without “due process of law”. Certain legal procedures
must be carried out before a person can be punished.
• Eminent Domain gives government the right to take
private property for public use, but they must give you
fair compensation (payment) for the property. Like taking
your home to build a road.
• Double Jeopardy cannot be tried for the same
crime twice. Like OJ Simpson.
• Grand Jury is required to issue an indictment before
you can be tried for a serious crime.
• Self-Incrimination cannot be forced to testify
against yourself. Supreme Court ruling of Miranda v.
Arizona says you must be informed of your rights or
what you say cannot be used.
35. 6th & 8th
The Bill of Rights
• 6th Fair and Impartial Trial
– Must be told of charges against them
– Right to a trial by jury
– Right to be represented by a lawyer
• 8th No Cruel or Unusual Punishment
– No high bail
– Punishment must fit the crime
– No cruel punishments
– No torture
36. 9th & 10th
The Bill of Rights
9th & 10th attempt to limit the powers of the government
• 9th Amendment
– Just because the Constitution doesn’t list a
right doesn’t mean we don’t have it.
– the people have all rights not specifically
given to the government.
• 10th Amendment
– The federal government has only those
powers specifically given to it in the
– All other powers are reserved for the states
or the people!
37. The Constitution
• The Constitution is divided into 3 parts.
• The Preamble
– Introduction explains goals of Constitution.
– The part we all know because it starts with
“We the People…”
• The Articles
– Seven Articles establish the different parts
of government and the power and
responsibilities of each branch.
• The Amendments
– The changes that have been made
– First Ten Amendments aka ‘Bill of Rights’
– 17 Amendments have been added over last
200+ years for a total of 27 Amendments
38. Legislative Branch
The Constitution set up our government with 3 branches.
Legislative – Executive - Judicial
• Legislative - the Congress was established under Article I
Congressmen are elected by the people of the USA
– Senate
• 2 Senators for each state,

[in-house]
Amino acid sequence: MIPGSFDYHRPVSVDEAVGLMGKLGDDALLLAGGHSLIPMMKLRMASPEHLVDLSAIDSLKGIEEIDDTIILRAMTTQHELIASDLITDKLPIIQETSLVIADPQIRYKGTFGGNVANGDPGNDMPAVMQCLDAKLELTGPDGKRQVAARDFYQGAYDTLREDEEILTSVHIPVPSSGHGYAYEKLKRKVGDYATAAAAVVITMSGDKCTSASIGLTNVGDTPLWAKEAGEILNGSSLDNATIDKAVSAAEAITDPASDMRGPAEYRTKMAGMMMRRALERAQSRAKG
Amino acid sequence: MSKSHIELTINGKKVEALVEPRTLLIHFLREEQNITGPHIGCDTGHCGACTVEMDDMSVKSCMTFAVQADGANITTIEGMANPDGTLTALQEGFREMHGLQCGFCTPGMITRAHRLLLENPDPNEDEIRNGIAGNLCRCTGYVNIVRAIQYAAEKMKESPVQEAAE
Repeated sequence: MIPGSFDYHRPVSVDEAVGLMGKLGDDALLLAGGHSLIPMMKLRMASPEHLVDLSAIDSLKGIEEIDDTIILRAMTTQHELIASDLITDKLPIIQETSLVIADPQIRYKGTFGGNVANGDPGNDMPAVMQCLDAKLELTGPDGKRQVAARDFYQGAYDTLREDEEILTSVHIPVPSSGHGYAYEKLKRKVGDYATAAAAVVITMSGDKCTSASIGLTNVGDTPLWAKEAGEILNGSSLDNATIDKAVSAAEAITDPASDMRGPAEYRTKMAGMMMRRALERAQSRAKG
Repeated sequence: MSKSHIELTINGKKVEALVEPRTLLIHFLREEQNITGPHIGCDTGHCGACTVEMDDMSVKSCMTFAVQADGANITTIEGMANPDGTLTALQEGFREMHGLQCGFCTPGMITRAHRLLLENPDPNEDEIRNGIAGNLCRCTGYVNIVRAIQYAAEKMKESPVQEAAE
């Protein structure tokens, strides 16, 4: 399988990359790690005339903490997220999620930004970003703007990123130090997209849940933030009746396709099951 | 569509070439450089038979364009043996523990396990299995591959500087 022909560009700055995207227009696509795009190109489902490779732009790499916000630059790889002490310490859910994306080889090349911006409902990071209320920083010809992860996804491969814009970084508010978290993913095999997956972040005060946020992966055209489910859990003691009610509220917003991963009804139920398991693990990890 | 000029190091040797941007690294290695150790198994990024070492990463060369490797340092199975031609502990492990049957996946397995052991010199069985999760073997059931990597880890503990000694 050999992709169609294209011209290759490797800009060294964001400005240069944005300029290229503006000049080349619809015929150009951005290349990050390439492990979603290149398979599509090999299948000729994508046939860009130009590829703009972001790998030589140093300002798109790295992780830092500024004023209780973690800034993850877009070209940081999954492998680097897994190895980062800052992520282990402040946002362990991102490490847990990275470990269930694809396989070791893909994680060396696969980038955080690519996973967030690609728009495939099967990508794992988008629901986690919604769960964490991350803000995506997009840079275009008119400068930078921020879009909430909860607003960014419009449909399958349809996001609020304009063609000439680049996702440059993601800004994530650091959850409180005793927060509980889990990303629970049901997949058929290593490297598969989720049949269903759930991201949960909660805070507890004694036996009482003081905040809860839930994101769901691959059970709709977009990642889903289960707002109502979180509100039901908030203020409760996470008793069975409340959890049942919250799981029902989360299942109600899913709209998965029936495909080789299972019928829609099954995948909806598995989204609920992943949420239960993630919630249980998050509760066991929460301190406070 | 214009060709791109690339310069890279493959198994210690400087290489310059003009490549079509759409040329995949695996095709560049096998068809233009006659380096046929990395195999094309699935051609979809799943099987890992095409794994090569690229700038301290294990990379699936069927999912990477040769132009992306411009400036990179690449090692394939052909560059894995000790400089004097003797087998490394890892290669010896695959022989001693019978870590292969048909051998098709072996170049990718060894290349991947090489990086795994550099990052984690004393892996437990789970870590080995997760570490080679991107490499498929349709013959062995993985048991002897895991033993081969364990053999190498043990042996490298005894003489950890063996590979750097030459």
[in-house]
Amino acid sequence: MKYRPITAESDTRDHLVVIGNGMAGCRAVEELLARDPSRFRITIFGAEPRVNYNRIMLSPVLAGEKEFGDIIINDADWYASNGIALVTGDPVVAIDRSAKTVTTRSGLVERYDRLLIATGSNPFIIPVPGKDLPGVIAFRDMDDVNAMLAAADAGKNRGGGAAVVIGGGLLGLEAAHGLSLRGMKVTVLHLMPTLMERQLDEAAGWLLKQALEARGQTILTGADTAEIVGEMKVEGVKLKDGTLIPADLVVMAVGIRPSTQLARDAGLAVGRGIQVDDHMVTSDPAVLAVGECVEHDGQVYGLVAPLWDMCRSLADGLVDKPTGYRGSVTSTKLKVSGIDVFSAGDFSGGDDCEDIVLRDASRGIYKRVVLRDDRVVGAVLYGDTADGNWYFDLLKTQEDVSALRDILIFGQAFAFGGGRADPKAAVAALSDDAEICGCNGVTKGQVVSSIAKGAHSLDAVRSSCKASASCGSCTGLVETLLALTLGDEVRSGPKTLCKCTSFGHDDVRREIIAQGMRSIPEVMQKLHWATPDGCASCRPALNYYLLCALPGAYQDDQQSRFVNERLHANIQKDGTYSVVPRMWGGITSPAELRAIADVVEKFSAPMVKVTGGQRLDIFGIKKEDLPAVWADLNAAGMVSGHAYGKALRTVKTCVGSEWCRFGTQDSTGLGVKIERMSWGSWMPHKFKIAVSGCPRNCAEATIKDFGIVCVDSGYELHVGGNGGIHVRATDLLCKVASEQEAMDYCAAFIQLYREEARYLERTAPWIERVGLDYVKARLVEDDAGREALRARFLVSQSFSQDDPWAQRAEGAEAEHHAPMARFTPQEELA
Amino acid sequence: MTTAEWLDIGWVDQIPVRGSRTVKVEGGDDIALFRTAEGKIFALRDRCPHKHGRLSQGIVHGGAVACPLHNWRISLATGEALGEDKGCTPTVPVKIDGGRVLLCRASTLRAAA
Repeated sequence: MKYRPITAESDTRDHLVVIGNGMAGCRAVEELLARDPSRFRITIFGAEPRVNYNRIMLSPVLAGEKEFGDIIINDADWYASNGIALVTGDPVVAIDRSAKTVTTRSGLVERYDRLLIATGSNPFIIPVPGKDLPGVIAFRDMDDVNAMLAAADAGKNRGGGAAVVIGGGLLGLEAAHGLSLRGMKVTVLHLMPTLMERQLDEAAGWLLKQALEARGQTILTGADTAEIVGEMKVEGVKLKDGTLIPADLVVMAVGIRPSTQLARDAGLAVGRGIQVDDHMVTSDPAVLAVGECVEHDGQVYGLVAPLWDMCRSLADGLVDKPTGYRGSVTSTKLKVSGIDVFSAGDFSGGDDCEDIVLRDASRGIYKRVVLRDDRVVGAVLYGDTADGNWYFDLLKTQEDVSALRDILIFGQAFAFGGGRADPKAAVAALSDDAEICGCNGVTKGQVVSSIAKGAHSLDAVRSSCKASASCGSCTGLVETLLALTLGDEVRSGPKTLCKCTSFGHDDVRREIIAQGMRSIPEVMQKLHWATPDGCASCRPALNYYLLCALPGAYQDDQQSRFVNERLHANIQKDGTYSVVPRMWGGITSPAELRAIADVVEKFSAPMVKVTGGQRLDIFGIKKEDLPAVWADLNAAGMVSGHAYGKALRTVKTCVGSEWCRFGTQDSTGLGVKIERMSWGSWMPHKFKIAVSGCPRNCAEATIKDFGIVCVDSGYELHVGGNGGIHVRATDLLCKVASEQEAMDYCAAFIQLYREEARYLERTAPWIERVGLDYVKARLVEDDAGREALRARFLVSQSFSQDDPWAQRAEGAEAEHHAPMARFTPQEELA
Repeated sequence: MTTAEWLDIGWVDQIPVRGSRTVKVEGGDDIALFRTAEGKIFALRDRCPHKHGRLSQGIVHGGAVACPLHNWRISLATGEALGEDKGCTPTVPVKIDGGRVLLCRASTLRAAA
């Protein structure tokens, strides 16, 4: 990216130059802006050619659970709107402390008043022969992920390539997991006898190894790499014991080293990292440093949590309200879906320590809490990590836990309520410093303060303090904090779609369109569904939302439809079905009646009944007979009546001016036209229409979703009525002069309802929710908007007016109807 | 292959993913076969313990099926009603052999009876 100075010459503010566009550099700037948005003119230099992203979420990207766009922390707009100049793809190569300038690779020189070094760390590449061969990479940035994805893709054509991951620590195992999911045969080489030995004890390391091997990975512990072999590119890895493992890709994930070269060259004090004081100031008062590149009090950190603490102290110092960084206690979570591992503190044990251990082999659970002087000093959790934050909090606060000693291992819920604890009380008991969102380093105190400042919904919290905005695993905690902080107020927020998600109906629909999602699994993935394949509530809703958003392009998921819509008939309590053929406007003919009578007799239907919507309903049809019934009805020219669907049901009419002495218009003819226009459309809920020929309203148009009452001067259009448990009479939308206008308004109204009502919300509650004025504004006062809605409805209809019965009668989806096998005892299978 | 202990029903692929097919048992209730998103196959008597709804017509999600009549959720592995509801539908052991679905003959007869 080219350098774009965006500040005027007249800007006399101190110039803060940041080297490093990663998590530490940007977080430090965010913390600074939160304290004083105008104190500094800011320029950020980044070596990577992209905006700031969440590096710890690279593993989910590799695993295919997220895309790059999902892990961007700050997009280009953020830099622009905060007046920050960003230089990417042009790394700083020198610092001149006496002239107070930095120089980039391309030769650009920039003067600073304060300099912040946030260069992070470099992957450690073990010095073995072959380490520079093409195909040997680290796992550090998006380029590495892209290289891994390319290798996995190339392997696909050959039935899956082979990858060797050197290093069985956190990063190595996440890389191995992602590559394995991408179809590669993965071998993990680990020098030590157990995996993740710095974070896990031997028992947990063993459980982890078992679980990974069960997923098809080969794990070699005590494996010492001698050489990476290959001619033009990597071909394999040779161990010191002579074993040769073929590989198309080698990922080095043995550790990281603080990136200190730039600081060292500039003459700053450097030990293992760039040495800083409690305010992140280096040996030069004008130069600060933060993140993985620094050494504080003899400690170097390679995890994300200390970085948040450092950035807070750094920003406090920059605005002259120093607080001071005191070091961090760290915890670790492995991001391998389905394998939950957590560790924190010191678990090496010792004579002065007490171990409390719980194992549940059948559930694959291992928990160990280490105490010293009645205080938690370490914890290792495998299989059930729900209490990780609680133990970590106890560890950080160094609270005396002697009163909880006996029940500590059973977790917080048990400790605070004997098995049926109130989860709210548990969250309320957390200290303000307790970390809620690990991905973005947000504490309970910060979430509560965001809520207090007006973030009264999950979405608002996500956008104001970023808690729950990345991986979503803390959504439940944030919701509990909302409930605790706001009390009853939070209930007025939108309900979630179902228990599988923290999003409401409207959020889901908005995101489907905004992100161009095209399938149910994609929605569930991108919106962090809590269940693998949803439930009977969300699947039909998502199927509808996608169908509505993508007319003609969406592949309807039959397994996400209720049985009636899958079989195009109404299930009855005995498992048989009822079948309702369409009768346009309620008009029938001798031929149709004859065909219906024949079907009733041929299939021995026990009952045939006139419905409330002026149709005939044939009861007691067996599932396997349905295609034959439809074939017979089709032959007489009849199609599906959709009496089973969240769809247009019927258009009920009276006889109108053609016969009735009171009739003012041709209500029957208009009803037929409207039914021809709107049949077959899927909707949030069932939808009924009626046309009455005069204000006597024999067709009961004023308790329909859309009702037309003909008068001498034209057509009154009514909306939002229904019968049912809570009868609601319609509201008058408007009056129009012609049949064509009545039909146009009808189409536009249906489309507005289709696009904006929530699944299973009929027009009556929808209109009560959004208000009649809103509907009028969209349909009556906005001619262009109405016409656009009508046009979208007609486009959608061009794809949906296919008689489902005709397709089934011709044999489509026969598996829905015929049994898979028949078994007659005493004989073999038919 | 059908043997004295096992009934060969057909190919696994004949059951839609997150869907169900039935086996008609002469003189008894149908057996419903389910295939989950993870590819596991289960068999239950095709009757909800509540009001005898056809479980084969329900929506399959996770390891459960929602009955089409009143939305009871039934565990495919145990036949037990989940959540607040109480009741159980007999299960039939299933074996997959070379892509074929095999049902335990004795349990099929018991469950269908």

• 100 Senators total
– House of Representatives
• based on a states population, bigger states = more ‘reps,
• 435 Representatives total
– Create our laws
– Raise or lower our taxes
– Declare war
39. Executive & Judicial Branches
• Executive – the President was established under Article II
– Commander of the Military
– Signs bills into law
– Appoints Supreme Court judges
• Judicial – Supreme Court was established under Article III
– “Marbury v Madison” gave Supreme Court the power of
Judicial Review, to determine if a law follows the
– Lower courts across the USA
– 9 Justices on the Court
40. Principles of The Constitution
• Limited Government – powers are
limited by the Constitution. King
John signed Magna Carta in 1215
limiting the powers of the ruler.
• Popular Sovereignty – the people
hold the power and give the
government its power. We consent
to be governed.
• Federalism – power is divided
between the national government
and the states. Some are shared,
some only for national government,
some only for the states.
41. Principles of The Constitution
• Separation of Powers – federal
government is divided into three
separate branches.
• Checks and Balances – prevents any
one branch from becoming too
powerful, each branch can stop or
‘check’ the other two.
• Amendments – Constitution allows for
changes or ‘amendments’ to adapt to
changing times and events.
– The 1st 10 are the Bill of Rights.
– There has been 27 all totaled
42. John Jay
• John Jay was a member of the Continental
Congress that created the Constitution.
• Jay helped negotiate the ‘Treaty of Paris’
ending the American Revolution.
• An author of the ‘Federalist Papers’, these
essays were used to convince Americans to
support the Constitution.
• Pres. G. Washington appointed John Jay as
the 1st Chief Justice of the Supreme Court.
• Jay later served a governor of New York
where he worked to fix prison problems
and to abolish slavery
43. What Are Americans ?
• We have found out that colonists fought the American
Revolution to gain their unalienable rights the King had
been taking from them.
• We know the Declaration of Independence explained
our issues with England and expressed our desire for
• We created the Constitution to limit the powers of a
government and to protect our individual freedoms.
• We discovered how Americans came to be a people….
• But, What are Americans ?
44. What Are Americans ?
• As the American Revolution came to an end and a new
United States began to grow, some people began to notice
that America was much different than Europe.
• In Europe there were still hereditary social classes (born
rich), with little chance of advancement for those born
• Land in Europe was owned by a few wealthy families and
there was very little land available for people to buy.
45. What Are Americans ?
• In Germany there were people with a common German
ancestry, in France they were French, in England they were
English, and so no and so on…
• But, in America a new society developed
• Opportunities were there for those who chose to work for
• Americans were everything from everywhere, a huge
mixture of nationalities that had never before been seen.
46. What Are Americans ?
• Hector St. John de Crevecoeur was
a French immigrant who came to
America in the mid 1700s.
• St. John de Crevecoeur wrote a book
Letters to an American Farmer
describing the new American society.
• He was impressed by the melting
pot (mixing of people), the natural
resources available, the absence of
Kings and nobles, and the willingness
of the Americans to work hard to
improve their lives.
47. What Are Americans ?